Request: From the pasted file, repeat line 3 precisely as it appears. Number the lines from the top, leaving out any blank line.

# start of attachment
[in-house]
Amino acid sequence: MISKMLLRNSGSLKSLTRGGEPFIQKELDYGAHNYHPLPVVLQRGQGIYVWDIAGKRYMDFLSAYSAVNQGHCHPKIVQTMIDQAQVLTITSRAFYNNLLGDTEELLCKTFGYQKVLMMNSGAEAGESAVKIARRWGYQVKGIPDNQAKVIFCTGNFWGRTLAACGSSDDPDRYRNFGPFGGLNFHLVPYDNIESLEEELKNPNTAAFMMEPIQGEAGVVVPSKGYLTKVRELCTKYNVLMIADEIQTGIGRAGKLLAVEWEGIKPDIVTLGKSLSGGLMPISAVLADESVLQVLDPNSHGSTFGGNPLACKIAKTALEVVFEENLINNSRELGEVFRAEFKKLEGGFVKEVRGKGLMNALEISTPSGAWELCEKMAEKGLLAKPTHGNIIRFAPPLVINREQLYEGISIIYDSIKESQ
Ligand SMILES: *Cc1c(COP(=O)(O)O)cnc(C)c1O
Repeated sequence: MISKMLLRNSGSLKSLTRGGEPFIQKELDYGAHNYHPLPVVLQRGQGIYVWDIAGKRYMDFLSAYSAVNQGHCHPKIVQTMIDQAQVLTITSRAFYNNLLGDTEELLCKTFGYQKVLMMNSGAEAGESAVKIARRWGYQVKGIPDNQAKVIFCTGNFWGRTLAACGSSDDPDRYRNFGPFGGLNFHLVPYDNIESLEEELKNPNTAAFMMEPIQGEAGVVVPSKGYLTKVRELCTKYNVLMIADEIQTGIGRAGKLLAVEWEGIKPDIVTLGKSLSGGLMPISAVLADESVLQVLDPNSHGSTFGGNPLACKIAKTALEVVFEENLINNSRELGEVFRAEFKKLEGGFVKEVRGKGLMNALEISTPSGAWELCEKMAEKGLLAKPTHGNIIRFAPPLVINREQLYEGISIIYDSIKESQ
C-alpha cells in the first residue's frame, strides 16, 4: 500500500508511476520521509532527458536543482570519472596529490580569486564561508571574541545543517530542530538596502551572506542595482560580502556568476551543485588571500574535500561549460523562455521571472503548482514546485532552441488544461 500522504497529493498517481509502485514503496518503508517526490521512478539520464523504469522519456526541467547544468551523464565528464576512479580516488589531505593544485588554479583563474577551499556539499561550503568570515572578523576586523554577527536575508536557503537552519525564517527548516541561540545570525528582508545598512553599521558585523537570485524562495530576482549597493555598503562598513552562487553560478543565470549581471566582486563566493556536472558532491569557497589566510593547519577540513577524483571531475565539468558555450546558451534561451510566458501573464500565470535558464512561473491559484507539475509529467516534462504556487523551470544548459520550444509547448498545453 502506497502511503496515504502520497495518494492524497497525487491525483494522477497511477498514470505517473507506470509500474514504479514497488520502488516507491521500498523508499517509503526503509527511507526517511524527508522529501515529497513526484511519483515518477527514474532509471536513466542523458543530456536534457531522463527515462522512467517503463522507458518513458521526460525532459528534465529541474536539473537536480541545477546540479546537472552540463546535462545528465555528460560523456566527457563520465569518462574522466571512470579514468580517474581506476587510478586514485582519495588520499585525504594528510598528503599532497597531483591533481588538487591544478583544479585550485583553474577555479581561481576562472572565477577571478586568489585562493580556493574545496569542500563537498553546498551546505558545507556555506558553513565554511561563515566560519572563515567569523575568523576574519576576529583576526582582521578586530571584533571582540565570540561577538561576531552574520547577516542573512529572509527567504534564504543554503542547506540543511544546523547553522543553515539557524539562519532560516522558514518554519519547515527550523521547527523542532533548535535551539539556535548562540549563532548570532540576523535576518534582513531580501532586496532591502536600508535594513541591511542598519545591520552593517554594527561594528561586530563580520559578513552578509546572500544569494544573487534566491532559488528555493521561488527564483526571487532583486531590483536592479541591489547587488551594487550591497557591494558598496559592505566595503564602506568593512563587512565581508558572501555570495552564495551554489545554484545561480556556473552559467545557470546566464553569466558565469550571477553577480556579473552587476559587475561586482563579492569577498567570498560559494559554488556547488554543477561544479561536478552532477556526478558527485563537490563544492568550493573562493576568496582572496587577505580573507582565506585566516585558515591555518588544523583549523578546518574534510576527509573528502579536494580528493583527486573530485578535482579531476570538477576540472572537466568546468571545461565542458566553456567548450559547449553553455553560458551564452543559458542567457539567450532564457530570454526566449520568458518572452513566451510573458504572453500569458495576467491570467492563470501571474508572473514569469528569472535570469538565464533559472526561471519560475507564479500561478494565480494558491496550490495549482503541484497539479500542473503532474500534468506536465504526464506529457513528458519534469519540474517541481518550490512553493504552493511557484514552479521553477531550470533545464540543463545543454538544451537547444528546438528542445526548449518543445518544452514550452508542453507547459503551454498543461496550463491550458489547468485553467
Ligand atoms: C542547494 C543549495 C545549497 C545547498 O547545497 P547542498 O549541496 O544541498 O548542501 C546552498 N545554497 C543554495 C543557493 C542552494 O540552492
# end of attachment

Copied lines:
Ligand SMILES: *Cc1c(COP(=O)(O)O)cnc(C)c1O